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The last holiday of winter is just about upon us. Brisket is being corned, and somewhere someone is searching for their green food coloring, even though no one anywhere has ever said, “I love green beer.”

Like sweet potatoes with marshmallows or ambrosia salad, it’s a tradition, like it or not.

Green beer aside, St. Patrick’s Day has a lot in common with Thanksgiving, in that there are prescribed foods that we enjoy as much because we love the leftovers as much or maybe even more than the initial meal. Now is the time to cook twice as much corned beef so we can make corned beef hash, spring’s equivalent of turkey soup.

Although corned beef is the most common St. Patrick’s Day dish, it is far from the only one to be enjoyed on a holiday that has long been misunderstood. The day has become a time to celebrate some of the more obvious foods of Ireland, with potatoes, lamb, barley salmon, and soda bread with honey butter among the most common holiday foods.

You’ll find recipes for Irish Lamb broth, Irish stew, classic Cheese Rabbit with several variations, colcannon, colcannon torte, potato soufflé, Shepherd’s Pie, steak and kidney pie, several types of soda bread and Irish coffee jelly at “Eat This Now” at pantry.blogs.pressdemocrat.com.

St. Patrick did not rid Ireland of snakes; geography and climate make the northern country inhospitable to the cold-blooded creatures.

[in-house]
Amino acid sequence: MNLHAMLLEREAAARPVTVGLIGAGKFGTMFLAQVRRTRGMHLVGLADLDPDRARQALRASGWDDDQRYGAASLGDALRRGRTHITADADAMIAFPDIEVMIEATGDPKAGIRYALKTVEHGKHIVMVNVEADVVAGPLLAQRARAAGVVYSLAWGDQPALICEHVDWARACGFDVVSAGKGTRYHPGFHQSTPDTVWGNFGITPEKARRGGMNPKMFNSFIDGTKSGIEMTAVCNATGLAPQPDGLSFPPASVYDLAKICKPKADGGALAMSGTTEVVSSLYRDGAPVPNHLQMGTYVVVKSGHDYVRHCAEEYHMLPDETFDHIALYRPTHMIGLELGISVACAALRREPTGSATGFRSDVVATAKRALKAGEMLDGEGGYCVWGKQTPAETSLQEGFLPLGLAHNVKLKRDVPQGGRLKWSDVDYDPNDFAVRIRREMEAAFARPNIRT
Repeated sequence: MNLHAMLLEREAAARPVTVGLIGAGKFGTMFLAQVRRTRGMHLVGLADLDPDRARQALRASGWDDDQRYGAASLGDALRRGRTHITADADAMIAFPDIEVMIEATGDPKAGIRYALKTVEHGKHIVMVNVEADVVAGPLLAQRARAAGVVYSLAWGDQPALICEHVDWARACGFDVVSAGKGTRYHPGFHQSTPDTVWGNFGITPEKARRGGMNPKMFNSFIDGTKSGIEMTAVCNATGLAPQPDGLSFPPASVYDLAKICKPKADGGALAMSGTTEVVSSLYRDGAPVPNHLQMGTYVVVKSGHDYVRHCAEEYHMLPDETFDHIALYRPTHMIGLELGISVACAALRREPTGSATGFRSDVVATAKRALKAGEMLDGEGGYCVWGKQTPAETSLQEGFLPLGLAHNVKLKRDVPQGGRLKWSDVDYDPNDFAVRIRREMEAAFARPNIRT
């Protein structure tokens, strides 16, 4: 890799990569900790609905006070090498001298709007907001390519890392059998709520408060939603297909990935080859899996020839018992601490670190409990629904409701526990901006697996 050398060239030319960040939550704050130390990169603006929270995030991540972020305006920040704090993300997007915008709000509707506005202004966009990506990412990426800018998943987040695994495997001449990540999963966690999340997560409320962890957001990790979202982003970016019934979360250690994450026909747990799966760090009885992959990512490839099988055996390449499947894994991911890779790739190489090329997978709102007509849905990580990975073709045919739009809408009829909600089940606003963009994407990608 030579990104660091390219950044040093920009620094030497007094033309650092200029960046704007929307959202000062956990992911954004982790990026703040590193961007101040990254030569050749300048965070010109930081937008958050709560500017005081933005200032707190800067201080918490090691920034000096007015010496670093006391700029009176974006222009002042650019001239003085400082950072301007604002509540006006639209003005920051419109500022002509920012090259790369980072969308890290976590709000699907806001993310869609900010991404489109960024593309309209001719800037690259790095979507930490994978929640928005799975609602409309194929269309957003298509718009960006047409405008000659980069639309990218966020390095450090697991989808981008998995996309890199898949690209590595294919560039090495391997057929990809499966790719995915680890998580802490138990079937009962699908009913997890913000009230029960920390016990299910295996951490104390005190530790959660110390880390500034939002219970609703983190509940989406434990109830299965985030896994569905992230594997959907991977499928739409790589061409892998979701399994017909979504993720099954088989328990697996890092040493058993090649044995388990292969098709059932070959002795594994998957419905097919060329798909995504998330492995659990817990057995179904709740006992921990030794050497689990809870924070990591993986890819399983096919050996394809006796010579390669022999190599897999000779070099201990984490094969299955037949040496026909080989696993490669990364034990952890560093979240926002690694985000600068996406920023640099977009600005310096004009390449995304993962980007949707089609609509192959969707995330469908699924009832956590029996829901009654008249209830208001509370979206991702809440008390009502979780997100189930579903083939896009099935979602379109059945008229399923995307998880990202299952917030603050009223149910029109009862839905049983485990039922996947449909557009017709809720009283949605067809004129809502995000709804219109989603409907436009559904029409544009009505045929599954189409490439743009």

He is, however, credited with getting rid of them symbolically, in that he is said to have brought Christianity to the country, overshadowing Ireland’s long history of paganism, which counts among its symbols the serpent, a representation of fertility, rebirth and immortality.

Although Christianity was on the rise and Paganism was already in decline, its practices outlawed, by the time of his birth in 385, St. Patrick is still widely credited with both bringing about this religious shift and with ridding the country of snakes.

It doesn’t matter if it is true; it matters, simply, that we are celebrating together.

This extravaganza is inspired by and quite similar to the New England Boiled Dinner, which in turn resembles corned beef and cabbage, but with more root vegetables.

The most important element is the pot you use: Make sure it is big enough! If that’s a problem, cook the corned beef as directed until it is fully tender, about 3 hours, and then transfer it a slow (200 to 225 degrees) oven while you prepare the vegetables. If you are not feeding a crowd, feel free to cut the recipe in half.

When you want leftovers for making corned beef hash, use the full amount of meat and potatoes but just half of the other vegetables.

Sonoma Boiled Dinner: Corned Beef and Cabbage with Leeks, Root Vegetables, & Horseradish Cream

Serves 8 to 10